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Opinion

Tuesday, 14 November 2017 | MYT 12:00 AM

Quit smoking for longevity

SMOKERS are under the fallacy that if they can still run and jump after puffing away for so many years, then their health is not likely to deteriorate.

But what does science have to say on the state of health of ­smokers? Professor Martin Tobin and Professor Ian Hall of University of Leicester and University of Nottingham respectively collaborated with UK Biobank to probe this enigma. UK Biobank is a renowned and leading authority on genetic engineering.

Approximately 50,000 volunteers comprising smokers and non-smokers participated in the name of science by submitting their saliva, hair and other samples. Researchers found variations in genes especially in Chromosome 17.

Differences in the number of copies of duplicated sequence on KANSC 1 gene in the lungs of ­smokers and non-smokers were detected. Researchers concluded that good genes appear to have contri­buted to lung development and protect the lungs of damage caused by smoking in smokers.

Nevertheless, numerous lung foundations around the world warn and caution smokers against betting on lucky genes to protect them from Chronic Obstructive Pulmonary Disease (COPD).

According to them, these genes may not insulate them against heart disease, stroke, mouth cancer and others.

Health is not a rolling dice or blackjack that we all can bet on. I couldn’t agree more. I saw my uncle pass away from lung cancer in his early 40s after two decades of puffing away.

Another relative of mine died from the same health disorder while in his 60s after lighting up for four decades.

We have all heard of second­hand smoke. What about third-hand smoke? Third-hand smoke is residual or leftover particles which contain nicotine, arsenic, lead, cyanide and other chemicals that clings to clothing, curtains, carpet, walls and surfaces after someone has smoked in that area.

Let’s see how it affects other ­living organisms. Manuela Martins, Professor of Cell Biology in University of California, exposed mice to curtains, upholstery and carpets stained with third-hand smoke in a laboratory test for six months. Brain, liver and blood samples of the mice were taken at intervals.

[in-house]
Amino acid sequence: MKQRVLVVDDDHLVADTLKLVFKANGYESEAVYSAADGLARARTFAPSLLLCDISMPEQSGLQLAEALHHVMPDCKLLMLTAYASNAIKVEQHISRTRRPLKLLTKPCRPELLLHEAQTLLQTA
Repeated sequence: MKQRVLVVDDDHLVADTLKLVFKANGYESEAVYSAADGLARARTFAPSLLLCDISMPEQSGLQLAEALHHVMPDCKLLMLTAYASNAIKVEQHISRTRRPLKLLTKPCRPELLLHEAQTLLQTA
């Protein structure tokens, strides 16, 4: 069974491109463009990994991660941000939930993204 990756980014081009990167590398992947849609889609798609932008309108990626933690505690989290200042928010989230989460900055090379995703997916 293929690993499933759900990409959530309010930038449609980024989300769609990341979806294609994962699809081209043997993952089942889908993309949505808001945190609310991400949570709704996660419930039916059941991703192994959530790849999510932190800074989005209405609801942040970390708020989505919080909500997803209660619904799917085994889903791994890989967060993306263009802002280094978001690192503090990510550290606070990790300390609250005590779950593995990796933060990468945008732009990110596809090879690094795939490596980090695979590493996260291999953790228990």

During the first month, researchers found a 50% increment in inflammatory molecules in the blood of the mice. In the ­second month, there was an increase in cell damage in the liver and brain. In the fourth month, the cortisol level of the mice increased by 45%. This showed a weakened immune system.

Dr Humberto Choi, pulmonologist from Cleveland Clinic, reported that in a study in 2010 with National Academy of Science in the US, it was found that third-hand smoke damages and breaks DNA. Nicotine is also capable of reacting with nitrous acid in the air and forms nitrosamine compounds which are harmful. Children are most at risk as they frequently touch objects and put their hands into their mouth.

There’s another problem with third-hand smoke stains. They are not easily washed away with industrial cleaners. We can’t ­vacuum them. The stains may stay for weeks and months. Hence, it’s best to ban smoking in working areas and public places.

Where there’s a will, a way is always available and accessible. There’s a Japanese cultural practice called “ikigai” which contributes to Japanese longevity and happiness. “Ikigai” consists of two words joined together. “Iki” means live. “Gai” means reason, worth or purpose. “Ikigai” is loosely translated as the reason or purpose for living. Think of “ikigai” in terms of health and wellness.

Smoking can bring a sense of feeling useless. One has to rely on it all the time. Smoking also brings a sense of uncertainty as smokers can die from it. What would be the “ikigai” that can lead us to new path of longevity and blissfulness? What if we make quitting a mission and vocation? The road to perdition just changed course.

Dan Buettner, author and researcher, travels around the globe looking for places where ­longevity reigns. He found some places and called them Blue Zones. He went on to research further and found these inhabitants enjoy ­longevity as a result of practising good living habits.

One of these places is Okinawa Island, where one can find the most centenarians in the world. Yes, Okinawans practise “ikigai”.

Knowledge is not power. Taking action is. Making a decision is the game changer in one’s life. So broadcast that to the whole world. Tell the world you will quit smoking in six months’ time. Appoint your league of observers. All will be your witness to the pledge.

One will definitely stick to it as no one wants to be branded a hypo­crite. The tools are readily available at pharmacies in the form of nicotine replacement ­therapy products. Never under­estimate the nicotine patch, gum, lozenges and inhalers. These things can work wonders.

When one sees things in a shallow manner, one may only be able to see 45 degrees. Get the panora­mic of the hazards of smoking. We share this planet with others.

One’s smoking habit is harmful to others. We will be bidding “Auld Lang Syne” to 2017 soon. If one is a smoker, don’t just wish “Happy New Year” to others. Rephrase it to “Happy New Year and I will quit smoking this year”.

What a wonderful new year ­resolution. Make sure you are not saying it in front of the mirror, all alone. Ensure there are witnesses to this pledge.

EDWARD WONG

Menglembu